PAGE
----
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Best Ways to Exercise Throughout Menopause

Updated: 7 days ago

When we find ourselves drowning in our career and family responsibilities, exercise is often the first thing that we drop, but it is actually one of the most important aspects of self-care. Exercise impacts our mental and physical health, and a good exercise routine can help manage many of the symptoms of perimenopause and menopause.

Caring for my mom in her final years was a big wake-up call for me. Her sedentary lifestyle really impacted her brain and bone health, and since she passed, I have been on a mission to do things differently. Here are 5 effective ways to exercise during this time, so you too can choose to be stronger, healthier, and happier as you age.

  1. Cardiovascular Exercise: Activities like walking, hiking, cycling, and swimming boost heart health, help maintain a healthy weight, and improve mood. If you do it with a friend it can be more fun, and the benefits of social connection for better health and longevity are undisputed. Aim for at least 150 minutes of moderate aerobic activity or 75 minutes of vigorous activity per week. 

  2. Strength Training: The best strength training exercises for menopause involve lifting weights, but even using resistance bands is a great way to start. Weight training helps maintain muscle mass, bone density, and metabolism, and strength training for menopause is critical to reduce the risk of osteoporosis. Approximately 50% of women over the age of 50 will experience an osteoporotic fracture at some point in their lifetime. We can change this! Aim for two to three sessions per week. 

  3. Flexibility and Balance Exercises: Yoga, Pilates, and tai chi improve flexibility, balance, and mental well-being. These exercises can also reduce stress and help with symptoms like joint pain. Just two sessions per week can be very impactful.

  4. High-Intensity Interval Training (HIIT): Short bursts of intense exercise followed by rest or low-intensity exercise can efficiently improve cardiovascular fitness and aid in weight management during menopause. HIIT workouts can be tailored to individual fitness levels. I incorporate these into my strength training routine.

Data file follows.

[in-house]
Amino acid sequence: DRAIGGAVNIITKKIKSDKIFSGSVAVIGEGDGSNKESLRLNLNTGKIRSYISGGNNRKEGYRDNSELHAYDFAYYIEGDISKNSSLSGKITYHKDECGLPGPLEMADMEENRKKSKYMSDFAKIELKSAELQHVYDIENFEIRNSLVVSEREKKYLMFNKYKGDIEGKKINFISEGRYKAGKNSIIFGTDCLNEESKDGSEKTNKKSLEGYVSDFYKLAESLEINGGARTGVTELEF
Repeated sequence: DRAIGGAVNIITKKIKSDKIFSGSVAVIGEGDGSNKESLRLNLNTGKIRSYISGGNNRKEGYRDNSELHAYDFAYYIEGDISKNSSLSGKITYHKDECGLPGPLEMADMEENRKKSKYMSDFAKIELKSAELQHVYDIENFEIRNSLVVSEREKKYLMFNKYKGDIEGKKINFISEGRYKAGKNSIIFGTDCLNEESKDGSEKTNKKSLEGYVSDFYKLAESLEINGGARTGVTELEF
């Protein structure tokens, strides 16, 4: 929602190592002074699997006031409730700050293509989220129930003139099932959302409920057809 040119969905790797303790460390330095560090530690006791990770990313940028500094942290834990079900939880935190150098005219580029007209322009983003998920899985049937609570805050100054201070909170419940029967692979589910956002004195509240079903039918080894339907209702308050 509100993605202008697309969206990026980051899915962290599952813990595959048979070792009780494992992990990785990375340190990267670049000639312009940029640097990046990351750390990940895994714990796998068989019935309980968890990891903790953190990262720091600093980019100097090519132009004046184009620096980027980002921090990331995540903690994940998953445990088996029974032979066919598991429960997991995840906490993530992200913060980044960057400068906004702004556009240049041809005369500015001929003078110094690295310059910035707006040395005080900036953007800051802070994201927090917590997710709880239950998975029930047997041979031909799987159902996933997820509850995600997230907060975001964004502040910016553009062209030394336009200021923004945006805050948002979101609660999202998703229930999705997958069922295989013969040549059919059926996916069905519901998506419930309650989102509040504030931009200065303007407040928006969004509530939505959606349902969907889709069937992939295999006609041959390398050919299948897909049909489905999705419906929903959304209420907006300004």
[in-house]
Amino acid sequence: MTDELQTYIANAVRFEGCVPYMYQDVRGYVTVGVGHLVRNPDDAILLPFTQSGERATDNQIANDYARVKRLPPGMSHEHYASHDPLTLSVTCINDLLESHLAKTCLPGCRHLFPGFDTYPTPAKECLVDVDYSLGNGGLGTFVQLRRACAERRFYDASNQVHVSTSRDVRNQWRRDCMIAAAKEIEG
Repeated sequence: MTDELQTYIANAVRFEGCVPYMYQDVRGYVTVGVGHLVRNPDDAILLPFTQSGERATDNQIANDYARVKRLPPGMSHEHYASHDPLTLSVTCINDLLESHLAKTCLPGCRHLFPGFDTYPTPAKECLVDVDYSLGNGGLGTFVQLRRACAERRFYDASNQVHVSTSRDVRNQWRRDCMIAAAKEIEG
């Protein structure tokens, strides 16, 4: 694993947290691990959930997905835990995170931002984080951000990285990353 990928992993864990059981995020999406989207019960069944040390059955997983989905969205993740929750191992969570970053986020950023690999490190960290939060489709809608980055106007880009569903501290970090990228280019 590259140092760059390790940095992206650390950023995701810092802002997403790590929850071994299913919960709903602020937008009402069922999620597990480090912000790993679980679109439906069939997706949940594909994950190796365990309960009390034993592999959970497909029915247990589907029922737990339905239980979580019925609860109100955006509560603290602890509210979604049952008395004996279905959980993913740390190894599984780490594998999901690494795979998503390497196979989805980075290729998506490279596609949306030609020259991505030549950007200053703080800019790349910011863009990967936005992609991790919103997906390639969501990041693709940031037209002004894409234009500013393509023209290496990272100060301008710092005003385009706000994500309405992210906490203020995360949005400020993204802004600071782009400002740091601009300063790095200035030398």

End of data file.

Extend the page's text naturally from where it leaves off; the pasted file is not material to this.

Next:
5. Mind-Body Activities: Practices like mindfulness meditation, deep breathing exercises, and gentle stretching can help manage stress, improve sleep, and enhance overall mental health, which is crucial during menopause. Incorporating a combination of these exercise types can provide comprehensive benefits and help manage various menopausal symptoms.

  6. Pelvic Floor Exercises: Kegel exercises strengthen the pelvic floor muscles, which can help manage urinary incontinence, a common issue during menopause. There are also physical therapists trained specifically for pelvic floor rehabilitation. This is a specialized form of physical therapy focused on the rehabilitation of the muscles, ligaments, and connective tissues that make up the pelvic floor.

My weekly exercise routine:

Monday: 1 hour strength training with HIIT

Tuesday: 1 hour yoga class

Wednesday: 2-3 hour hike

Thursday: 1 hour strength training with HIIT

Friday: 1 1/2 hour yoga class

Weekends: occasional hike or long walk with friends. We also alternate the daily dog walks.

Mornings: 20 minutes of breathwork and meditation. I love the Down Dog App for this, but I do skip this on my yoga mornings unless I am really stressed.

Bedtime: 30 minutes of meditation at bedtime. I also use Down Dog for this, but honestly, it has become a Pavlovian response for me. As soon as the recording starts I am out cold in just a few minutes now.

I have osteoarthritis in both of my knees now, so I have added isometric exercises, like wall sits, while I brush my teeth.

Tips for success:

For me, like many others, a successful exercise routine has to include accountability to others. For strength training and HIIT, I organize small group classes at my home with a trainer. My yoga classes are held in a friend's tiny home studio, so if I am not there, I will hear about it. I also started a community hiking group, so now I have others who rely on me to be there.

You can do this. Just find a routine that works for you and partner with others to improve your chances for a longer, healthier life.


As with any exercise, seek professional advice if you have any concerns at all.

Not medical advice


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